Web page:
Reprinted from yesterday's late editions

Any American flags marched proudly row to row, across the dark blue necktie of J. William Middendorf, a mid of many identities who was, at the moment, warming up to conduct the U.S. Navy Band.

It was a little before 8 Monday night - still late afternoon at this time of year. The shadows were deepening under the trees, out on the lawn by the west steps of the Capitol, but the last rays of the sun were lingering, warmly, brightly on the buildings classic white dome. Off in the "distance, a small chorus was chocking out the words of the "U.S. Capitol March" one last time, getting ready for the music's premiere performance:

"Oh, how my heart fills with love of country/Near this symbol of th free, /May the Good Lord always bless this Dome,/That shines down on me."

"This is my 43rd march," said composer Middendorf. "I wrote the words, too to try to tell how I felt about this building and what has been done here. If the first march ever written for the Capitol Building - at least, I think it is."

He looked up the long, wide staircase that was rapidly filling up with the evening's audience - an informal holiday sort of crowd in brightly colored T-shirts and shorts and cool summer dresses, who might have been waiting for a ball game to begin. The massive staircase was nearly full, with a passageway marked off at the side for the few who wanted to use the steps to go up or down.

It seemed a curious thing for a former secretary of the Navy, a former ambassador to the Netherlands, a financier who is engaged in a proxy struggle with Bert Lance and a group of foreign investors for control of the Financial General Corp., to be getting ready to conduct the Navy Band in one of his own compositions.

"I conduct whenever they ask me," said Middendorf. "Last fall, I conducted the St. Louis Symphony when they introduced two new pieces of mine - a march and a violin concerto." But he feels equally happy when someone else takes up the baton: "Arthur Fiedler played another one of my marches, 'Old Ironsides,' a few seeks ago." Not a bad musical record for a closet composer who finished second last Saturday in the senior men's division of the national rowing championships - only 10 seconds out of first place.

Closet composers are more numerious on the American landscape than you might suspect, but probably few are as prolific as Middendorf, who in the last 10 years has composed ("late at night - very late") seven symphonies, 15 concertos and an opera.

"I compose for other people; I try to write what they will enjoy," he mused. "I try to make it sound like a melody - it's not easy. So many of the good tunes have already been written."

As he talked, Sen. John Chaffe (R-R.I.) came over to shake his hand: "I came down to pay you my respects, both as a constituent and as a composer," said the senator. They chatted for a minute and the senator started back up the long flight of stairs toward the Capitol, stopped partway up and sat down in the audience, looking slightly out of place in the mandatory Senator uniform of jacket and tie amid the vivid stripes and floral patterns of his neighbors.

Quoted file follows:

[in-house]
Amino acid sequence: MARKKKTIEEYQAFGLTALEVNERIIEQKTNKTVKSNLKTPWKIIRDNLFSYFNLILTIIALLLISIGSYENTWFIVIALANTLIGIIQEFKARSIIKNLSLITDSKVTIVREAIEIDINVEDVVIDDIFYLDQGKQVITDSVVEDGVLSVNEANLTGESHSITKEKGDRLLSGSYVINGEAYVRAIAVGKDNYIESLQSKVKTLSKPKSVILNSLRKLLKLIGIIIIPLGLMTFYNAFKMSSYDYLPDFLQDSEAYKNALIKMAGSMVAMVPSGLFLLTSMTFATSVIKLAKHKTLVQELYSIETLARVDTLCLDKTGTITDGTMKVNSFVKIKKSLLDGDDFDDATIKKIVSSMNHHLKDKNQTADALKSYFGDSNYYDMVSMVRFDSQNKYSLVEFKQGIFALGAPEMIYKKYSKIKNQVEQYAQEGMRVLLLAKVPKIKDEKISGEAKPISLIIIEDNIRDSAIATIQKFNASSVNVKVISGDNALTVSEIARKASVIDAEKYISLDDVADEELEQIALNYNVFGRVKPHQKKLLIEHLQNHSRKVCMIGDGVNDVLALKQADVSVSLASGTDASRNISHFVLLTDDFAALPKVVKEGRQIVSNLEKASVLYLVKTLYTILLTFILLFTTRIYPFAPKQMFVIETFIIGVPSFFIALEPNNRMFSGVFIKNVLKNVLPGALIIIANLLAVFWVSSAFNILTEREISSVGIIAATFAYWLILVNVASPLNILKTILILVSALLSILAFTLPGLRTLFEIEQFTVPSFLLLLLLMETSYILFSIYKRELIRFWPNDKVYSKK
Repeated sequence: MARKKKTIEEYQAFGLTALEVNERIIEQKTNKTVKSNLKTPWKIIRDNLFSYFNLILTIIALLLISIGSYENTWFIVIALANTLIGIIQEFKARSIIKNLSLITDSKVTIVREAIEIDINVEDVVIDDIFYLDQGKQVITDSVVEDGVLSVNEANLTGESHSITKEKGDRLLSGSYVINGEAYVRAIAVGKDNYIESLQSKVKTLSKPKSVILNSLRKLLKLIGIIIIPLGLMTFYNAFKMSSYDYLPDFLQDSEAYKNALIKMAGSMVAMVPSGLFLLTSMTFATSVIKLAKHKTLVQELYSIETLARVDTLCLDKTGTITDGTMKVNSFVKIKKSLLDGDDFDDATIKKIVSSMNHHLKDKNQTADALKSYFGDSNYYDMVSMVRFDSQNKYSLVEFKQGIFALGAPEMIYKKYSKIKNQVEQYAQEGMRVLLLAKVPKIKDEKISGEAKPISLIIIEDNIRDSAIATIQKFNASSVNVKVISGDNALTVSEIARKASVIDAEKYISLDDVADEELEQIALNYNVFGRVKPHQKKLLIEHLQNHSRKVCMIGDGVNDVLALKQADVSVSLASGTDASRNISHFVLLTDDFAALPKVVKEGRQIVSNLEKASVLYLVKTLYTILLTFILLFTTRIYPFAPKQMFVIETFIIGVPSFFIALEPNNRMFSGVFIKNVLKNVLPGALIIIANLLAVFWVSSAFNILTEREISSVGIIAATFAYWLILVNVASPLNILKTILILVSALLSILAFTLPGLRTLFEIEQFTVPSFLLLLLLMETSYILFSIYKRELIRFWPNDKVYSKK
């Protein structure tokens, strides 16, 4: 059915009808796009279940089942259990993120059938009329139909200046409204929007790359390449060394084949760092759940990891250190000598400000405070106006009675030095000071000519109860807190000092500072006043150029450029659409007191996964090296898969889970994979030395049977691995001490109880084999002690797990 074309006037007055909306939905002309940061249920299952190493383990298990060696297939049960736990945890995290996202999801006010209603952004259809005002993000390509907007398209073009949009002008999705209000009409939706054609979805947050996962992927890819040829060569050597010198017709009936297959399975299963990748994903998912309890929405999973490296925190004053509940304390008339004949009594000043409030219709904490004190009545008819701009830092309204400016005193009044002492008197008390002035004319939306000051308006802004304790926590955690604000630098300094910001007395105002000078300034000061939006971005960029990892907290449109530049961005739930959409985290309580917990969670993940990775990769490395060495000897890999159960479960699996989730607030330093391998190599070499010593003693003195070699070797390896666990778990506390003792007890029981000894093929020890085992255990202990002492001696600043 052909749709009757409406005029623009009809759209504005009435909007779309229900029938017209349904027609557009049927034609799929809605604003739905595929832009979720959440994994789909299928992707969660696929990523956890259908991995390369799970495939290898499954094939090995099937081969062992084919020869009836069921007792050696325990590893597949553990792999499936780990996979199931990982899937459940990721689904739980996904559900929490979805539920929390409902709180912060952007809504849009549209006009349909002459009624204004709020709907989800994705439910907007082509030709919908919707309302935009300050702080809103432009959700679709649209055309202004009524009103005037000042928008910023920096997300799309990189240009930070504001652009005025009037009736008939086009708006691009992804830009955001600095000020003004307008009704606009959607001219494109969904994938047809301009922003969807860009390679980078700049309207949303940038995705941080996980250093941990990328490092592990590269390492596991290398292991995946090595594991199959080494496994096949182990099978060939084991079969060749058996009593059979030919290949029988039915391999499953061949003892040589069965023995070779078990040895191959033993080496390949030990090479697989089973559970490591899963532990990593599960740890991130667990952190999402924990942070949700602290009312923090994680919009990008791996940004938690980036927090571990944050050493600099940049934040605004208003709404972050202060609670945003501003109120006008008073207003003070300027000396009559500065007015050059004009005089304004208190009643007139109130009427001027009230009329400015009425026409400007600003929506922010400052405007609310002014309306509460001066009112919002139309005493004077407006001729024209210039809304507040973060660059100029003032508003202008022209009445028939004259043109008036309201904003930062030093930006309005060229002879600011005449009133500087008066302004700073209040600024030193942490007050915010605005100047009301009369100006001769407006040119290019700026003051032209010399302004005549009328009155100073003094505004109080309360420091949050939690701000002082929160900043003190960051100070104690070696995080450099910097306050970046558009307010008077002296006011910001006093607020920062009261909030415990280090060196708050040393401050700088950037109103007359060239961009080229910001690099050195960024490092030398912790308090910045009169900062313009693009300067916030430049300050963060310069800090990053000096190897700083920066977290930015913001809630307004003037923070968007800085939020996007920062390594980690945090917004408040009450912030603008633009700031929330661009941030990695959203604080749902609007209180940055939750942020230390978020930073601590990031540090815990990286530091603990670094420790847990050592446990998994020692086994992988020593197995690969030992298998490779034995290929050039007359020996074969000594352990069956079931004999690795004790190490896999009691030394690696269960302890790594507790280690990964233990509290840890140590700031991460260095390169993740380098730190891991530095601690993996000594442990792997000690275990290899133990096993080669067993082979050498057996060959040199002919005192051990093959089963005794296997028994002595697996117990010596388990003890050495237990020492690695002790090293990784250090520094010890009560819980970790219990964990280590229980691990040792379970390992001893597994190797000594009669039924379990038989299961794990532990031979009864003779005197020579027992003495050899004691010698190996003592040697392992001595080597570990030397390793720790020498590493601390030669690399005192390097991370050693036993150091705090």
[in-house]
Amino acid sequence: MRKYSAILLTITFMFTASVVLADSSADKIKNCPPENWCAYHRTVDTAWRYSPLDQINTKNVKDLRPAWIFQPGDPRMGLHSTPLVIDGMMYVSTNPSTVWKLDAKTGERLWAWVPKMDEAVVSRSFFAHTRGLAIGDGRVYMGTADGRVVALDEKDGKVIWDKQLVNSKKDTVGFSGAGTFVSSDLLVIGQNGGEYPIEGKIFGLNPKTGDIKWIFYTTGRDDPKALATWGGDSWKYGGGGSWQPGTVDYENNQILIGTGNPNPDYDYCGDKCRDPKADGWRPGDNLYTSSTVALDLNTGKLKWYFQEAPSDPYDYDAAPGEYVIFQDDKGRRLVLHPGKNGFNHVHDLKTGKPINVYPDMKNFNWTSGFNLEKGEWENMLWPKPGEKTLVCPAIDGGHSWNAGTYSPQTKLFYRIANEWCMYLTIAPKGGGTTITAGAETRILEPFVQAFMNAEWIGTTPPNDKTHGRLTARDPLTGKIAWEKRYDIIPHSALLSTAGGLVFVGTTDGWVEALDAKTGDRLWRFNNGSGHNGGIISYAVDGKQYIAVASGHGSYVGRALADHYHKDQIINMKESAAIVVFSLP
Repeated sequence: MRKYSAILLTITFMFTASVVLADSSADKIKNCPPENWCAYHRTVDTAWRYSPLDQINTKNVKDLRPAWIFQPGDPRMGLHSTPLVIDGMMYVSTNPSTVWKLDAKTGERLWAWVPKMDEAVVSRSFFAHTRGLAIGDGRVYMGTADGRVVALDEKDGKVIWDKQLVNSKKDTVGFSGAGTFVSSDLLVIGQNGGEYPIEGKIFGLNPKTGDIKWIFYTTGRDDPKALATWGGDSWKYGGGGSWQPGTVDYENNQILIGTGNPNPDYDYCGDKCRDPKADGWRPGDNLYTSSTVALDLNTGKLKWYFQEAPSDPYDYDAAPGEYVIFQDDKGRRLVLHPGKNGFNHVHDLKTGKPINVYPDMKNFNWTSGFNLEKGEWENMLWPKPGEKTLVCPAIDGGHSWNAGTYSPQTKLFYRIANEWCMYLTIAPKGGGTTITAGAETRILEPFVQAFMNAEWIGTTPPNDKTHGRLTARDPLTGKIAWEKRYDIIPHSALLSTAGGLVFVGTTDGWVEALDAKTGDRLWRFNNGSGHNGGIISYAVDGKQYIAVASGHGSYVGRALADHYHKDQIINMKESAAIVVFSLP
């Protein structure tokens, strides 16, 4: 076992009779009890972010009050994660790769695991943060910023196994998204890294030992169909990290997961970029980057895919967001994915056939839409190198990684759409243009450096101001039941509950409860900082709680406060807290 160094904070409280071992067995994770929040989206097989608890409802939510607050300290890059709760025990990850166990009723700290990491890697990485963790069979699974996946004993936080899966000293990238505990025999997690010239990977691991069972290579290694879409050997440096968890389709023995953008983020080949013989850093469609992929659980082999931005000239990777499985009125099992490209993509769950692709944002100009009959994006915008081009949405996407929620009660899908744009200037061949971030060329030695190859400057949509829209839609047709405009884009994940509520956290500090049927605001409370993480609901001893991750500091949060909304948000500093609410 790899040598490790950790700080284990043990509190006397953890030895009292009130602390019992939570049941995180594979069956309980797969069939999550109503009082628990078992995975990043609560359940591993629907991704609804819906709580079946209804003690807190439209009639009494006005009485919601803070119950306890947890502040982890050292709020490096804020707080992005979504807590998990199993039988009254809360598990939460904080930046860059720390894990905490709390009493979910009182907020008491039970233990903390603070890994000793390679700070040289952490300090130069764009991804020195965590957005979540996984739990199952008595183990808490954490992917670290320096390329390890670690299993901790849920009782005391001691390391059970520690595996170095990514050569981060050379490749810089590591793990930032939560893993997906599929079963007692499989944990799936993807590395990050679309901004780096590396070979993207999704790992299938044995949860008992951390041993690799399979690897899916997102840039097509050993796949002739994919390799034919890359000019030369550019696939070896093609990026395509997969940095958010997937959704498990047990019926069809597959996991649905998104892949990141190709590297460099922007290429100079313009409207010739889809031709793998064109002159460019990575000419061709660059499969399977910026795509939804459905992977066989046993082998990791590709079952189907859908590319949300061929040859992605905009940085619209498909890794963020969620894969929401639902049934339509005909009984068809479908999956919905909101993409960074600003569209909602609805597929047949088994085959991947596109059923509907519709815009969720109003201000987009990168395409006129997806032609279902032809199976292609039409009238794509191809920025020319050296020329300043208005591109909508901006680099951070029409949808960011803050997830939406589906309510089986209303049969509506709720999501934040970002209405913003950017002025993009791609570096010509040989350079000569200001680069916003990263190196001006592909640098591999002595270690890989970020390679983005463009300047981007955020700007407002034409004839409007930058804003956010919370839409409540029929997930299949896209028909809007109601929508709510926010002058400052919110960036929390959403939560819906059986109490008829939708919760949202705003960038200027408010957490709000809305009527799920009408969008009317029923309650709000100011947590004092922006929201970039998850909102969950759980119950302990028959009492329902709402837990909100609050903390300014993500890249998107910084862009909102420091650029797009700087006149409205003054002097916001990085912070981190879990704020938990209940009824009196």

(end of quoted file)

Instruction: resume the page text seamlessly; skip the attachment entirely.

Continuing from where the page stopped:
The band struck up the Star Spangled Banner and everyone-stood, then announcer Jerry Wallace introduced the composer-conductor. "He is certainly a man for all seasons - not only one of our country's most extraordinary and finest businessman, a former ambassador to the Netherlands, former secretary of the Navy, but also an artist, a musician, and a composer.

Middendorf raised the baton, a little stiffly, tentatively, but the band swung in like the crack professional outfit it is and the conducter's gestures quickly become smoother, more expressive as the music warmed up. It did sound like a melody - a whole series of melodies, stately, bright and sprightly, with a good, firm swing to it. By the time the music ended, Middendorf was grinning broadly and the applause was enthusiastic.

The march is "written to honor the men and women of the Congress of the United States" and dedicated to George White, architect of the Capitol, who had talked to Middendorf about writing it 18 months ago. White had not heard the music before, but seemed confident that it would go over well and happy when, in fact, it did. "It's good music," said White "It is stirring as well as dignified - like that dome up there." He glanced up at the dome, around which the shadows of night were gathering.

Out of the audience, summoned by the announcer, came Sen. Chafee, along with Sen. Claiborne Pell. (D-R.I.), Harry Byrd (Independent-Va.) and Robert Morgan (D-N.C.) to be presented the original manuscript of the music. Pell, who has seniority, took the manuscript and presented it to White, who will give it to the Library of Congress (for which Middendorf has already written a march). Someone suggested that the music might be played to march senators in for quorum calls, and Pell said, "I'd like that."

Middendorf stayed for the rest of the concert, which included Leonard Bernstein's "Slava" Overture and Rene Varley's "Give me Liberty or Give me Death," using the words of Patrick Henry. The last item on the profram was space music, including the cantina music from "Star Wars," and suddenly little Artoo was on the scene getting warm applause.

Afterward, Middendorf walked slowly away, looking back at the dome, which was brillianty floodlit and looming out of the darkness. "That's I was writing about," he said. "You know, no matter what foolishness we commit, we cannot kill the greatness that has been there."